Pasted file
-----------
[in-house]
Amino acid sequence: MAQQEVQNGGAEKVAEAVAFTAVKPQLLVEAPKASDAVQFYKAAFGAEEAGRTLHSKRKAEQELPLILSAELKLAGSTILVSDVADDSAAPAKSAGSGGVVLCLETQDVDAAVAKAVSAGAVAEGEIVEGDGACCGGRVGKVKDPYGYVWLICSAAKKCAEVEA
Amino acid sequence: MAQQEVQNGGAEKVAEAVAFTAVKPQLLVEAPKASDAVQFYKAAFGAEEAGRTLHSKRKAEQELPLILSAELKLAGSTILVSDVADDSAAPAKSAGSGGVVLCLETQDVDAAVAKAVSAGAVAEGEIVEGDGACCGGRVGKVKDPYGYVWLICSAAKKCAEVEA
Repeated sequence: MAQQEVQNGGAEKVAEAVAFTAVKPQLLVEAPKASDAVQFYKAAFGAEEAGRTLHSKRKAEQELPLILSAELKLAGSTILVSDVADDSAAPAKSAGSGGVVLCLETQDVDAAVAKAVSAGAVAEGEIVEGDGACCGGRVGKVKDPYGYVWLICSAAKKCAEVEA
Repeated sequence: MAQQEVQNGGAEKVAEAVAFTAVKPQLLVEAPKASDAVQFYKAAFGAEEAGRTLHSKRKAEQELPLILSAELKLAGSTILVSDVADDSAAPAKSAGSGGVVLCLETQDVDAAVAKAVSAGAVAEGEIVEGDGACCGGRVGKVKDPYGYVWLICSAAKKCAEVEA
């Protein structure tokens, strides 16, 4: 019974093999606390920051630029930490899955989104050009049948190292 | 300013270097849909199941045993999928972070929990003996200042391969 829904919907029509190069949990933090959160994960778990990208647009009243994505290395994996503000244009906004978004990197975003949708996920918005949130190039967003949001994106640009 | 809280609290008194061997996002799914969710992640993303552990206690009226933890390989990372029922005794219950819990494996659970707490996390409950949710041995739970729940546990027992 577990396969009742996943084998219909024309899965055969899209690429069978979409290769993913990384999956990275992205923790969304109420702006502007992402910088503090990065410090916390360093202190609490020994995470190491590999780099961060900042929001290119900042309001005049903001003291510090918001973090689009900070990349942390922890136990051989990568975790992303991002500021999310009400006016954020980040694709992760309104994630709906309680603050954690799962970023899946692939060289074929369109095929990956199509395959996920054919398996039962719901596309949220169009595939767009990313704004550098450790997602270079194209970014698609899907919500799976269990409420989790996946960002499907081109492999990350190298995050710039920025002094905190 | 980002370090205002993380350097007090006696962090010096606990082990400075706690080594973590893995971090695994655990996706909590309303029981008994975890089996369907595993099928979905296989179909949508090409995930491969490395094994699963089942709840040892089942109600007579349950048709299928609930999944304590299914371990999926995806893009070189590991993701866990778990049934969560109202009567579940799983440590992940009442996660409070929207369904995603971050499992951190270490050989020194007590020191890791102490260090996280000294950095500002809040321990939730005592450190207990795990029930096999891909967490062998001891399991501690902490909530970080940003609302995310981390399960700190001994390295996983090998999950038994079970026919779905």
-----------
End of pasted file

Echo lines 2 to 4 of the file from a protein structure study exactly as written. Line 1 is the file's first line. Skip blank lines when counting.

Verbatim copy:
Amino acid sequence: MAQQEVQNGGAEKVAEAVAFTAVKPQLLVEAPKASDAVQFYKAAFGAEEAGRTLHSKRKAEQELPLILSAELKLAGSTILVSDVADDSAAPAKSAGSGGVVLCLETQDVDAAVAKAVSAGAVAEGEIVEGDGACCGGRVGKVKDPYGYVWLICSAAKKCAEVEA
Amino acid sequence: MAQQEVQNGGAEKVAEAVAFTAVKPQLLVEAPKASDAVQFYKAAFGAEEAGRTLHSKRKAEQELPLILSAELKLAGSTILVSDVADDSAAPAKSAGSGGVVLCLETQDVDAAVAKAVSAGAVAEGEIVEGDGACCGGRVGKVKDPYGYVWLICSAAKKCAEVEA
Repeated sequence: MAQQEVQNGGAEKVAEAVAFTAVKPQLLVEAPKASDAVQFYKAAFGAEEAGRTLHSKRKAEQELPLILSAELKLAGSTILVSDVADDSAAPAKSAGSGGVVLCLETQDVDAAVAKAVSAGAVAEGEIVEGDGACCGGRVGKVKDPYGYVWLICSAAKKCAEVEA